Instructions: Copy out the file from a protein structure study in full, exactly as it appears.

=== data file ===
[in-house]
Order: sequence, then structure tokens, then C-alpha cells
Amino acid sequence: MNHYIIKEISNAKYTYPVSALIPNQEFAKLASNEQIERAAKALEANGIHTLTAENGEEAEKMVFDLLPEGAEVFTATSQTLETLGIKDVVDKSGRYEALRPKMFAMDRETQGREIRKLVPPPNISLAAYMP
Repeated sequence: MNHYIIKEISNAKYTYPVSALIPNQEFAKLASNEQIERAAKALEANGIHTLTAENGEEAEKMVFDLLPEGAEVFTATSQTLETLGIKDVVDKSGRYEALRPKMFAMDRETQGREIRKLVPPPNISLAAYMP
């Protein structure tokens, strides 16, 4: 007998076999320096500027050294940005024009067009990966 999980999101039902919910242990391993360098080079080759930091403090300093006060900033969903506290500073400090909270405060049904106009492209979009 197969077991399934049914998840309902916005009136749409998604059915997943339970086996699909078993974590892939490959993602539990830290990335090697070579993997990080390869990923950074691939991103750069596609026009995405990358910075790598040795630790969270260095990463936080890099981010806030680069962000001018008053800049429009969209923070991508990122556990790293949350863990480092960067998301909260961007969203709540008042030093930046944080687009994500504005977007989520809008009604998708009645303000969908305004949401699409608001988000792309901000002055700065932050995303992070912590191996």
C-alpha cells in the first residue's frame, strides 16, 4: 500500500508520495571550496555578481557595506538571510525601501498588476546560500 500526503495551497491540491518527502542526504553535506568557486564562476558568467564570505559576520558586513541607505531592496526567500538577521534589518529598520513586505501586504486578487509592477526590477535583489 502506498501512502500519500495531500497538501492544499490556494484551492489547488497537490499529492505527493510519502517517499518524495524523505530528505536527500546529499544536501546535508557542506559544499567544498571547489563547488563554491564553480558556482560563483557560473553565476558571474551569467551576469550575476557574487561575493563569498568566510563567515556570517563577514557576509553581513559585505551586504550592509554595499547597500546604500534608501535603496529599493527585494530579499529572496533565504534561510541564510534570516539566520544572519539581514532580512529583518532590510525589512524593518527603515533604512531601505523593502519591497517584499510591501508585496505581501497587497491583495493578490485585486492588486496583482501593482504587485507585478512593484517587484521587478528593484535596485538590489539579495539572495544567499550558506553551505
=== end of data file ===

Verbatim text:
[in-house]
Order: sequence, then structure tokens, then C-alpha cells
Amino acid sequence: MNHYIIKEISNAKYTYPVSALIPNQEFAKLASNEQIERAAKALEANGIHTLTAENGEEAEKMVFDLLPEGAEVFTATSQTLETLGIKDVVDKSGRYEALRPKMFAMDRETQGREIRKLVPPPNISLAAYMP
Repeated sequence: MNHYIIKEISNAKYTYPVSALIPNQEFAKLASNEQIERAAKALEANGIHTLTAENGEEAEKMVFDLLPEGAEVFTATSQTLETLGIKDVVDKSGRYEALRPKMFAMDRETQGREIRKLVPPPNISLAAYMP
């Protein structure tokens, strides 16, 4: 007998076999320096500027050294940005024009067009990966 999980999101039902919910242990391993360098080079080759930091403090300093006060900033969903506290500073400090909270405060049904106009492209979009 197969077991399934049914998840309902916005009136749409998604059915997943339970086996699909078993974590892939490959993602539990830290990335090697070579993997990080390869990923950074691939991103750069596609026009995405990358910075790598040795630790969270260095990463936080890099981010806030680069962000001018008053800049429009969209923070991508990122556990790293949350863990480092960067998301909260961007969203709540008042030093930046944080687009994500504005977007989520809008009604998708009645303000969908305004949401699409608001988000792309901000002055700065932050995303992070912590191996």
C-alpha cells in the first residue's frame, strides 16, 4: 500500500508520495571550496555578481557595506538571510525601501498588476546560500 500526503495551497491540491518527502542526504553535506568557486564562476558568467564570505559576520558586513541607505531592496526567500538577521534589518529598520513586505501586504486578487509592477526590477535583489 502506498501512502500519500495531500497538501492544499490556494484551492489547488497537490499529492505527493510519502517517499518524495524523505530528505536527500546529499544536501546535508557542506559544499567544498571547489563547488563554491564553480558556482560563483557560473553565476558571474551569467551576469550575476557574487561575493563569498568566510563567515556570517563577514557576509553581513559585505551586504550592509554595499547597500546604500534608501535603496529599493527585494530579499529572496533565504534561510541564510534570516539566520544572519539581514532580512529583518532590510525589512524593518527603515533604512531601505523593502519591497517584499510591501508585496505581501497587497491583495493578490485585486492588486496583482501593482504587485507585478512593484517587484521587478528593484535596485538590489539579495539572495544567499550558506553551505